The long view matters. The bridge for the Salem, Falls City and Western line opened in March, 1913. It was used for maybe a half century. Soon, in April 2009, Salem residents will get to celebrate its opening a second time. With a new interest in bicycling and walking, Mayor Taylor and Salem residents are looking for a second chance much longer than 50 years.


Comments (7)

  1. Dan Permalink  | Mar 09, 2009 09:00pm

    The *existing* bike / pedestrian lane across the river on the Marion St bridge – literally a stones throw from the old railroad bridge – is quite probably already the very best bike facility in all of Salem.

  2. Dan Permalink  | Mar 10, 2009 11:15am

    (er… I guess maybe I meant the Center St bridge… but it’s already right there, anyway.)

  3. Dan Permalink  | Jul 10, 2009 07:55pm

    I’ve decided to blog some of my exploits here about *trying* to safely and sanely make my around Salem. It’s a truly astonishing set of (mis)adventures – remarkable.

    But first, about that new bridge: I crossed it once shortly after they opened it just because, and was not impressed. Aside from all the people out there three abreast just sightseeing and blocking the whole thing, there are deep cuts in the concrete every five or six feet (even sidewalks only have deep cuts every twenty-five or thirty). I made a loop of it and came back on the Center St bridge, which is *much* better to ride on (and was already there).

    So just the other day I was downtown and decided to give the new bridge another shot. The pedestrian traffic wasn’t *too* bad this time, but I observed that the concrete deep cuts aren’t just cuts – the concrete paving is actually made up of individual slabs, which is even worse than deep cuts in that the gaps are wider and they don’t always match up as well. Th-bump… Th-bump… Th-bump… Th-bump… every five or six feet all the way across! Then you come to the end and there’s nothing there – you have to go all the way down this long asphalt tail back to where the old Marion and Center St bridges wind up anyway (nowhere – except a traffic nightmare). Even the pedestrians weren’t actually going anywhere – they’d stop at the asphalt trail, turn around and head back the other way. Sheesh!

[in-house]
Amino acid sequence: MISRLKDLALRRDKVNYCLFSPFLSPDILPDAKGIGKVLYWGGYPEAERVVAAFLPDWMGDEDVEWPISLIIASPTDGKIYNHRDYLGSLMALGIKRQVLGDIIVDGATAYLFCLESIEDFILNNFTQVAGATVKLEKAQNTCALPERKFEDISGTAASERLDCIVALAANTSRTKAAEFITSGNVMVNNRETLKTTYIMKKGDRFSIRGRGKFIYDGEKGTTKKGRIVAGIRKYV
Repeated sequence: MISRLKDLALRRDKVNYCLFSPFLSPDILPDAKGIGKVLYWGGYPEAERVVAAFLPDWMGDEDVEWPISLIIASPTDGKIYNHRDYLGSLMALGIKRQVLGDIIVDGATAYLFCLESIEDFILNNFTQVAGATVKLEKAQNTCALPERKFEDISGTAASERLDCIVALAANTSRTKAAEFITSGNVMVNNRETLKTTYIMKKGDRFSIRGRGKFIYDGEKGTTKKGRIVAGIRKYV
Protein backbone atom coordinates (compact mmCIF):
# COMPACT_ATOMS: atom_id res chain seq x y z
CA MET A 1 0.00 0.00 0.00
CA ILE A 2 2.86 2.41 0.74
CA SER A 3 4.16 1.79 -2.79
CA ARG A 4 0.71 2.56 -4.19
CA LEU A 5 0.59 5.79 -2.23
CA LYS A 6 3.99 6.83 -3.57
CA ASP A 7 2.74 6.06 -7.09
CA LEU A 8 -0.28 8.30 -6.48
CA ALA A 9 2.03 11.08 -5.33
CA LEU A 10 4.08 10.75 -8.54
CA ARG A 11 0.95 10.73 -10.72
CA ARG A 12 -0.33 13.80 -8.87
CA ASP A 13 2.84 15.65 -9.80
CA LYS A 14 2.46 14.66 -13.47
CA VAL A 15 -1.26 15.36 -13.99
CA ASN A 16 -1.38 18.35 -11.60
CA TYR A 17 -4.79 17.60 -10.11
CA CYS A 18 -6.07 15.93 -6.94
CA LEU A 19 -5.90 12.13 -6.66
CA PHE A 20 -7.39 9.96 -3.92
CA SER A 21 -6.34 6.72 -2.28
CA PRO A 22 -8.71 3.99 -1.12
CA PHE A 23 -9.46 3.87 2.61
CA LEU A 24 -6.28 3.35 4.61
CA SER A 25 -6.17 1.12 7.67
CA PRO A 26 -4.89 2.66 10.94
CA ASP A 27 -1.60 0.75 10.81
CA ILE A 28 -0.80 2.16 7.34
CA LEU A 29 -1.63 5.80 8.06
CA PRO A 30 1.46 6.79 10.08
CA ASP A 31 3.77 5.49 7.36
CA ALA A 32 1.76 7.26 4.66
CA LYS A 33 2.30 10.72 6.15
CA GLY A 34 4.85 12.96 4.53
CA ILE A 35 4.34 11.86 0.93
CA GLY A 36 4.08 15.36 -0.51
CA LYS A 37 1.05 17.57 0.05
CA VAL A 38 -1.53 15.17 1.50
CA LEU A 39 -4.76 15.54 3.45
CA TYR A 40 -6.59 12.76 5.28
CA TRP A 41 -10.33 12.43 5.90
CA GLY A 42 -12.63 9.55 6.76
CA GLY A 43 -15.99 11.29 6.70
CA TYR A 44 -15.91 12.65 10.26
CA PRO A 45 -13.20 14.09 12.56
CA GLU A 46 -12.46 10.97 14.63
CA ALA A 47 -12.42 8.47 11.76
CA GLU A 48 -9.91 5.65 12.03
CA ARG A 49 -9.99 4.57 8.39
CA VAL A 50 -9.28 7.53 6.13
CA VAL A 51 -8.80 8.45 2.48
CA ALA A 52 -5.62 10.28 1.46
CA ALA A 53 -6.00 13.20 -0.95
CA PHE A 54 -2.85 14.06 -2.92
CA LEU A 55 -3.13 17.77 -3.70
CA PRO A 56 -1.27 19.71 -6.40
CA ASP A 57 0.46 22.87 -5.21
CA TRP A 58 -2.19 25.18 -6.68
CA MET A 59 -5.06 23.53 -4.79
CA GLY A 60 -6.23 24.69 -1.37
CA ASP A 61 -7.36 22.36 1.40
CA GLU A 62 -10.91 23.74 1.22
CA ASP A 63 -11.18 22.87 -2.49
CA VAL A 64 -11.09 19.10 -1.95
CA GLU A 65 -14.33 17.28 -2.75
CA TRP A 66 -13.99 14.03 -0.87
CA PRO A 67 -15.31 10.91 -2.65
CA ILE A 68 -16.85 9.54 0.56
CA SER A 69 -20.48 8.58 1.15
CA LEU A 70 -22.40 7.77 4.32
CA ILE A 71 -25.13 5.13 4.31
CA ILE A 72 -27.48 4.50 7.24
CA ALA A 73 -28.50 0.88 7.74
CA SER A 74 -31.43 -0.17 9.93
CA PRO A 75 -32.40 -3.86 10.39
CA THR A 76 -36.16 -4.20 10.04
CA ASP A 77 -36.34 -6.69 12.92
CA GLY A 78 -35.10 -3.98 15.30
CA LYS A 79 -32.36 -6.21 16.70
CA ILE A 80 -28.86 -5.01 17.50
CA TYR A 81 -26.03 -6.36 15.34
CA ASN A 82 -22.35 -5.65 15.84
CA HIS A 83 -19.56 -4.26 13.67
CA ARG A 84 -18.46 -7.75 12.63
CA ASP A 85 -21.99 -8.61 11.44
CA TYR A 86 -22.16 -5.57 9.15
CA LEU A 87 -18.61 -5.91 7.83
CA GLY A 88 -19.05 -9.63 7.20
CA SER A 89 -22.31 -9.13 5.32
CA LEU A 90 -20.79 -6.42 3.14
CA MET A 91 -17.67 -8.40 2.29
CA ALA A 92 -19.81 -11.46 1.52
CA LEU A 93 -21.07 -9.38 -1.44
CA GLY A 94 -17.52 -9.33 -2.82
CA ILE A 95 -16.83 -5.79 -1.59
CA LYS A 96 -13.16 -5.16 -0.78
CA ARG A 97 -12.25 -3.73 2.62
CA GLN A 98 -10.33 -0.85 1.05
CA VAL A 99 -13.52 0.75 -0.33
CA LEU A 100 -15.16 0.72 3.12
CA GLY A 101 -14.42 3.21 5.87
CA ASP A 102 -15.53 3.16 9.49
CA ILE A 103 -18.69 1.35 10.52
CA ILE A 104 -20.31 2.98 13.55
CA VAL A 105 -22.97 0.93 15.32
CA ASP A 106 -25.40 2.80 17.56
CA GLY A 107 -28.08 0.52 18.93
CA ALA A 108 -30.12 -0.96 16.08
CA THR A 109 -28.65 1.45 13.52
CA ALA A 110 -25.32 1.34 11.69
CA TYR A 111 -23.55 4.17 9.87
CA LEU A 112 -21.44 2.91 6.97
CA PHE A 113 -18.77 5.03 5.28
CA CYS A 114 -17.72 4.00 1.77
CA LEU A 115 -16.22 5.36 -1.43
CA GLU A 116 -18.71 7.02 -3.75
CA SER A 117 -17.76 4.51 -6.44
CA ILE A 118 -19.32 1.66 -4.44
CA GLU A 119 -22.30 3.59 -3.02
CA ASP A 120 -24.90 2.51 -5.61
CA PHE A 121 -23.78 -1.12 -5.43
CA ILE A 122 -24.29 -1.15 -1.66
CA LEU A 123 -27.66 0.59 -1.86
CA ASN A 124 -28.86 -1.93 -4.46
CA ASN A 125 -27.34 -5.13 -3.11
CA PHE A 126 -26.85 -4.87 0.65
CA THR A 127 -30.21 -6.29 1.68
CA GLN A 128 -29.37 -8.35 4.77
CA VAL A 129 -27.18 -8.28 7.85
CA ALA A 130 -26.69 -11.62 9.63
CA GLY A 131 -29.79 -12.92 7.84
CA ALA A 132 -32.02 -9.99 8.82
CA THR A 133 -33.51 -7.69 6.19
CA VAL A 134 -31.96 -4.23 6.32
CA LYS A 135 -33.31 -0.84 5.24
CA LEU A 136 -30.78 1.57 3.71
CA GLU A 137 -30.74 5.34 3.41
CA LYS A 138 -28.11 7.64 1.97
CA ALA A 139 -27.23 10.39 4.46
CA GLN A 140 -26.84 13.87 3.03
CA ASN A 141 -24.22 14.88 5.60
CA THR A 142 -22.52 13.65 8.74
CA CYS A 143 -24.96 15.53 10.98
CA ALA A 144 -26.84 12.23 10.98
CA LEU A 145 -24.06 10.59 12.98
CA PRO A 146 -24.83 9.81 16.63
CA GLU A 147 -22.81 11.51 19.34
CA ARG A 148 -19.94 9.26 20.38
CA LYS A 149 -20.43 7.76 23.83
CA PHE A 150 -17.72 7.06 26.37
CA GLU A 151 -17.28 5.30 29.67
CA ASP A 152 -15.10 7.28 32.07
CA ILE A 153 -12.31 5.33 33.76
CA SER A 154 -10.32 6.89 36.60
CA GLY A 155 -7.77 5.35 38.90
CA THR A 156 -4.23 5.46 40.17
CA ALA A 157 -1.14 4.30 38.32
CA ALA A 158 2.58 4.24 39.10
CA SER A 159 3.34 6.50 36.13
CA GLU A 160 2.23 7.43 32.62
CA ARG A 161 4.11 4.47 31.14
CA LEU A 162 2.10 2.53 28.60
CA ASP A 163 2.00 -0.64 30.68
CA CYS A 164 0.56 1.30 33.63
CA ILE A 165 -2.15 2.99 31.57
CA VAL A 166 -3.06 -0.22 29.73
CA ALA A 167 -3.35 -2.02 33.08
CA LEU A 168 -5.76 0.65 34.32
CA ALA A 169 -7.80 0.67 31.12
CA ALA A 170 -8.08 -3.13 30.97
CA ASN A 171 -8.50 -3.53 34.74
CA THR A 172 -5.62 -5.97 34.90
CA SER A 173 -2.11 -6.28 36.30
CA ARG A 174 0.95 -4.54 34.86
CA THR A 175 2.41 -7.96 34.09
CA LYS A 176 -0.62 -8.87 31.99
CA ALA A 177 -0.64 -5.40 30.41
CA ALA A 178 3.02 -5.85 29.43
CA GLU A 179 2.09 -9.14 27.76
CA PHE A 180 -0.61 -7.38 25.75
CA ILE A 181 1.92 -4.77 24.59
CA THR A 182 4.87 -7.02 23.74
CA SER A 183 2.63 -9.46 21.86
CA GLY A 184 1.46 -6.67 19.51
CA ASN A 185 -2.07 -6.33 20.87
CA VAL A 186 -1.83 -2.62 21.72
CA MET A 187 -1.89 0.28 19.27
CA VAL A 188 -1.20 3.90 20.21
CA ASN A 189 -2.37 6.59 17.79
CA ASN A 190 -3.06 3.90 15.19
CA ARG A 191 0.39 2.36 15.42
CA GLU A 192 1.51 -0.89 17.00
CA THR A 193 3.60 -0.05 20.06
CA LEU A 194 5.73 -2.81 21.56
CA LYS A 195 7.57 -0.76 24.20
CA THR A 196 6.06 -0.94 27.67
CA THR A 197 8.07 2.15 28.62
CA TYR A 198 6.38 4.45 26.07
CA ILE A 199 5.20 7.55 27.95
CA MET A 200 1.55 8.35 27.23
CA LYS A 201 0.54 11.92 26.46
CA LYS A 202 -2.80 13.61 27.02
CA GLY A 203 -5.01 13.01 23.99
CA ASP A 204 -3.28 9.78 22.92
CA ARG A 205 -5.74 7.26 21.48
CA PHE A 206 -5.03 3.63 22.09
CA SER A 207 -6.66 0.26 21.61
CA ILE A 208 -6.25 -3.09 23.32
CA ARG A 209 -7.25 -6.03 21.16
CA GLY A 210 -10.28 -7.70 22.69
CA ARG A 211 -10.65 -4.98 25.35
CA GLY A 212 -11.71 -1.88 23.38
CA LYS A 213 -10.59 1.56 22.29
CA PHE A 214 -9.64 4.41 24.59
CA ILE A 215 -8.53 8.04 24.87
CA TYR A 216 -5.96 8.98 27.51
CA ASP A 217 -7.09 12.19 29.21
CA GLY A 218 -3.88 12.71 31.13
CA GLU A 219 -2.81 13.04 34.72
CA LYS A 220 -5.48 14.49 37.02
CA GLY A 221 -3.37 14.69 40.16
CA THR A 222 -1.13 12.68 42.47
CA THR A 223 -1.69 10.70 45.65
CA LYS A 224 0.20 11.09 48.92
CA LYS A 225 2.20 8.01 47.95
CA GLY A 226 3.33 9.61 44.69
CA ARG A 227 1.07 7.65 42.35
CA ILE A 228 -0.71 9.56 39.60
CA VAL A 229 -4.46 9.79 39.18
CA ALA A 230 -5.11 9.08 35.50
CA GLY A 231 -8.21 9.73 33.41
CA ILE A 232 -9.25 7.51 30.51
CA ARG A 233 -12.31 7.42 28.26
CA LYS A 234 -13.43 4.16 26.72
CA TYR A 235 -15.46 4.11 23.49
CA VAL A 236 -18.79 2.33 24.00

(How much did that thing cost again?)

  4. Dan Permalink  | Jul 10, 2009 08:13pm

    I met Mayor Taylor once. Well, we weren’t introduced or anything, but I was walking from the parking area at City Hall to drop off my $40 Parking Racket fee (they cashed my check, took the money, and then sent me a bill for more because I got there with it a few minutes after 5:00)… Anyway, I was walking up toward City Hall, and this big ol’ SUV pulls right up by the entrance, and out steps Mayor Taylor.

    Yep, that Eneloop thing is gonna save her a *ton* of gas, all right. Can’t wait to see her riding it. I wonder (not really 😉 what she means by “occasionally”.

  5. Dan Permalink  | Jul 11, 2009 01:54pm

    Anybody else ever try to make their way north or south in East Salem? Always looking for better routes that avoid the motorists daily CM celebration, I checked Google Maps for possible routes across the area between Lancaster and Cordon, Center and State. The maps and aerial images show what looks like it could be a long, mysterious barrier running east-west *all* the way from Lancaster to Cordon, between Center and State.

    So I scoped it out on the ground. It’s fabulous biking – quiet, tranquil, stress-free neighborhood streets in pretty nice condition, shade trees, long stretches with no stops – lovely. There are *lots* of kids with bikes around there. Wouldn’t it be nice to offer them opportunities to view bicycling as a form of transportation? But noooooo! Just try to get across that barrier without going all the way to Lancaster (historically one of the busiest streets in the state) or all the way to Cordon (I think I’d almost rather ride I-5). It felt eerily like trying to escape to or from one side or the other of cold war Berlin!

    What is up with that? This is a vast neighborhood. Why has the city seen fit to segregate the people there and practically force the use of motorized transport to get anywhere?

  6. Dan Permalink  | Oct 09, 2009 06:53pm

    I found it!

    I tried again yesterday to make my way from the north part of East Salem to the south part without resorting to the cagerland nightmares of Lancaster or Cordon (guess it’s not really Salem at all – did you know that this huge neighborhood and even like Target and Wendy’s and all that is outside the City limits?!)… anyway, yesterday I just got lost and dead-ended again.

    … But today I went in there again, and with the help of some locals, found a “dead end” that led to grassy path, a break in a fence, a gap in the blackberries, some wicked gnarly singletrack, and finally a deep ditch crossing (where I had to put a foot down because of the big pickup truck parked on the far side), and into the other side! Woo-hoo!

    Even then it still took some maze negotiation, and some more off road, but eventually I got out of town at the southeast end.